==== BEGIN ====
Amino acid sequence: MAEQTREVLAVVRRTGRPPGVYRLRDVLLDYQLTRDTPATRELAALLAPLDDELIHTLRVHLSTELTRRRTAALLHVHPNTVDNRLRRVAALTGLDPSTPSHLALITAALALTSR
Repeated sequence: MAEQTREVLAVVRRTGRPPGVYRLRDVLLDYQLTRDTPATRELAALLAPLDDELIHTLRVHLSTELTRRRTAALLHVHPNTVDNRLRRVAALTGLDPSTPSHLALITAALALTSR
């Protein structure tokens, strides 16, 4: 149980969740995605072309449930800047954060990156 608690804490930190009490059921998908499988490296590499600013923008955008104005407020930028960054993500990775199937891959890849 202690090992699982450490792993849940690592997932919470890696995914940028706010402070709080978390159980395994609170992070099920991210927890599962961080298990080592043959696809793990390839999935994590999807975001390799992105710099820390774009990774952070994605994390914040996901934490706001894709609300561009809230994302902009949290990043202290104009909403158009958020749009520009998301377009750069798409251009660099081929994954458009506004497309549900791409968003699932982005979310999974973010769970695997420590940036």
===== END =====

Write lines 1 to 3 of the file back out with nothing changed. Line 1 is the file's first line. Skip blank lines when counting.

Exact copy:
Amino acid sequence: MAEQTREVLAVVRRTGRPPGVYRLRDVLLDYQLTRDTPATRELAALLAPLDDELIHTLRVHLSTELTRRRTAALLHVHPNTVDNRLRRVAALTGLDPSTPSHLALITAALALTSR
Repeated sequence: MAEQTREVLAVVRRTGRPPGVYRLRDVLLDYQLTRDTPATRELAALLAPLDDELIHTLRVHLSTELTRRRTAALLHVHPNTVDNRLRRVAALTGLDPSTPSHLALITAALALTSR
């Protein structure tokens, strides 16, 4: 149980969740995605072309449930800047954060990156 608690804490930190009490059921998908499988490296590499600013923008955008104005407020930028960054993500990775199937891959890849 202690090992699982450490792993849940690592997932919470890696995914940028706010402070709080978390159980395994609170992070099920991210927890599962961080298990080592043959696809793990390839999935994590999807975001390799992105710099820390774009990774952070994605994390914040996901934490706001894709609300561009809230994302902009949290990043202290104009909403158009958020749009520009998301377009750069798409251009660099081929994954458009506004497309549900791409968003699932982005979310999974973010769970695997420590940036």